Approximately 6,000 women enter menopause every day in the United States and current estimates project that about 46 million women will be over the age of 55 by 2020. While mean life expectancy has increased significantly, the onset of menopause has only been delayed by about 5 years, implicating that women will be living postmenopausally close to 25 years longer now than in previous generations.
With menopause comes a decrease in estrogen – an essential component of skin function, health, and wellness – which leads to rapid proliferation of unwanted aging skin symptoms. Treatment options for estrogen-deficient skin often carry adverse side effects and substantial health risks, however, recent research indicates the potential of a new compound to mitigate these harmful consequences while improving post-menopausal skin symptoms.
Estrogen-Deficient Skin and Menopause
Although many skin changes in aging women result from sun damage, environmental pollutants, and chronological age, the loss of estrogen impacts skin health even more significantly. Many mechanisms contributing to skin health and appearance such as skin plumping, glycosaminoglycan development, and collagen and elastin production rely on estrogen binding. Decreases in collagen and IGF-1 production found in estrogen-deficient skin can result in significant skin concerns among post-menopausal women, including a loss of skin elasticity, hydration, as well as thickness. Although many women associate dryness, wrinkling, skin thinness, and itching with aging, the underlying cause is often menopause and corresponding estrogen deficiency.
To date, therapeutic modalities for estrogen-deficient skin include oral and topical estrogen-based products aimed at improving post-menopausal symptoms. However, they carry significant negative effects. Current treatment options can result in increased levels of systemic estrogen, which raises the possibility of unwanted hormonal side effects, and increased risks of hyperplasia of the uterine endometrium, stimulation of breast tissue, as well as cardiovascular disease.
According to dermatologist, and SBS faculty member Dr. Diane Berson, who presented “A New Cosmeceutical for Estrogen Deficient Skin” at the American Academy of Dermatology’s (AAD) 2019 spring meeting, the solution is a topical agent which mimics estrogen action without systemic side effects. Recently, a new cosmeceutical agent has appeared on the market with the potential to benefit estrogen-deficient skin and mitigate unwanted consequences – methyl estradiolpropanoate.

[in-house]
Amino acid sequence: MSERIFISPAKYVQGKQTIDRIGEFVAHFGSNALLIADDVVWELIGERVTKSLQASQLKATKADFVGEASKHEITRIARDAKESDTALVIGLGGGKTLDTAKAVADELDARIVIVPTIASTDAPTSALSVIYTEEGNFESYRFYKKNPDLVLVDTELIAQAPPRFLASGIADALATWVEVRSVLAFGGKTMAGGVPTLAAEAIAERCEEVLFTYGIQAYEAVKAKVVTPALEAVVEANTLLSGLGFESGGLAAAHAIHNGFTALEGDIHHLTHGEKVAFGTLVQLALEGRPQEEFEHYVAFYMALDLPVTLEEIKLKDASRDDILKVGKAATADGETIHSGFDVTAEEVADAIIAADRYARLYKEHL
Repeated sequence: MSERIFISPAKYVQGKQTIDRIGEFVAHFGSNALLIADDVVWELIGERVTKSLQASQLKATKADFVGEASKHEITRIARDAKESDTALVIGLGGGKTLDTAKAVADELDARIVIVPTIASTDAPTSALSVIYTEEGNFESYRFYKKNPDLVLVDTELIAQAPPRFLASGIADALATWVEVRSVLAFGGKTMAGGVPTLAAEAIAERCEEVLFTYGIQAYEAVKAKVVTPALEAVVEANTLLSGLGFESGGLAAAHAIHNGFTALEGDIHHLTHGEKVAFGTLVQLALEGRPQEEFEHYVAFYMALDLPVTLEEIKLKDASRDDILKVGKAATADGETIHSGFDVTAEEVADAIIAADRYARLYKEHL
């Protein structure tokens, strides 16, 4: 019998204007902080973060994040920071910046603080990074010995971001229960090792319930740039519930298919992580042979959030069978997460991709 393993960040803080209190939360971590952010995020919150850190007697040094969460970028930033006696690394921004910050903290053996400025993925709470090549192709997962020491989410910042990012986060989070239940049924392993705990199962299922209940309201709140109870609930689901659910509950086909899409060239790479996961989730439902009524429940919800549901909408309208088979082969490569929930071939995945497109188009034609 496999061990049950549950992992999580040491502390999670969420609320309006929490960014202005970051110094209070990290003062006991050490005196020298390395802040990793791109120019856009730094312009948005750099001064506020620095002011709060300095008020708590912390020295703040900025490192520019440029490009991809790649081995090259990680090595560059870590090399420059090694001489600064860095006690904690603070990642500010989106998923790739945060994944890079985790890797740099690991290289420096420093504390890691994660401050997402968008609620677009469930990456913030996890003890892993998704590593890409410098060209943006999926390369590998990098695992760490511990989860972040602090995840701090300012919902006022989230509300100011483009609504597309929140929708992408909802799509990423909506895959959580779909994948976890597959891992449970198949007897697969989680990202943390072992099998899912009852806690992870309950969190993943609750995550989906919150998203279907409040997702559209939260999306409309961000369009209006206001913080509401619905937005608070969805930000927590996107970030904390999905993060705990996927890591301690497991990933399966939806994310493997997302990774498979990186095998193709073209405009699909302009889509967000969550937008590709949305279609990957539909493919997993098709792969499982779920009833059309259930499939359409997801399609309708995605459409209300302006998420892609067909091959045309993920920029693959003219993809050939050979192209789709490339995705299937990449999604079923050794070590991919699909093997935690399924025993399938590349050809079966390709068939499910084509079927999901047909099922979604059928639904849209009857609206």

Methyl Estradiolpropanoate Treatment
The non-hormonal estrogen receptor agonist methyl estradiolpropanoate (MEP) interacts with estrogen receptors on the surface of cells, stimulating collagen and elastin production and increasing hydration of the dermis. Unlike estradiol, MEP enters the bloodstream as an inactive metabolite and exits the body without absorption, providing the benefits of estrogen-based products with none of the associated side effects.
Carrying none of the potential risks of a hormone-based therapy, MEP may soon become a patient preferred treatment option. Currently, manufacturing companies are developing MEP technology to become widely accessible and beneficial, hoping to pave the way for non-hormonal treatments for estrogen-deficient skin.
Safety and Efficacy of Topical MEP
Studies have shown that MEP can significantly improve menopause-related skin symptoms. A double-blind, randomized pilot study examined the efficacy and tolerability of topical MEP as an anti-aging cosmeceutical in women who had not undergone hormone replacement therapy. In the safety study, a cohort of 40 amenorrheic women applied an MEP product to the face twice daily for 14 weeks. Blood samples were taken at baseline and 12 weeks into the study to evaluate MEP and inactive metabolite measures. At week 12, only one of the participants had inactive metabolite levels above the quantifiable limit while no adverse effects were reported and patients rated product tolerability as “excellent.”
Investigators then examined a cohort of 60 amenorrheic women with no hormone replacement therapy history in the efficacy study. Patients applied the MEP product twice daily for 14 weeks, at which point researchers found statistically significant improvement from baseline in dryness, laxity, atrophy, and dullness. The study revealed that MEP technology can be a safe and effective novel treatment with estrogen-mimicking cutaneous effects in postmenopausal women.
Increasingly, the patient population is expected to comprise a larger proportion of women after menopause. A growing aging population will shift treatment demands, as evidenced by the development of new post-menopausal therapies. As such, dermatologists will be tasked with treating estrogen-deficient skin in hopes of mitigating unwanted signs of aging while evading adverse effects. The forthcoming MEP technology and products implicate promise of optimized treatment options, with the potential to reverse symptoms in estrogen-deficient skin without hormonal side effects.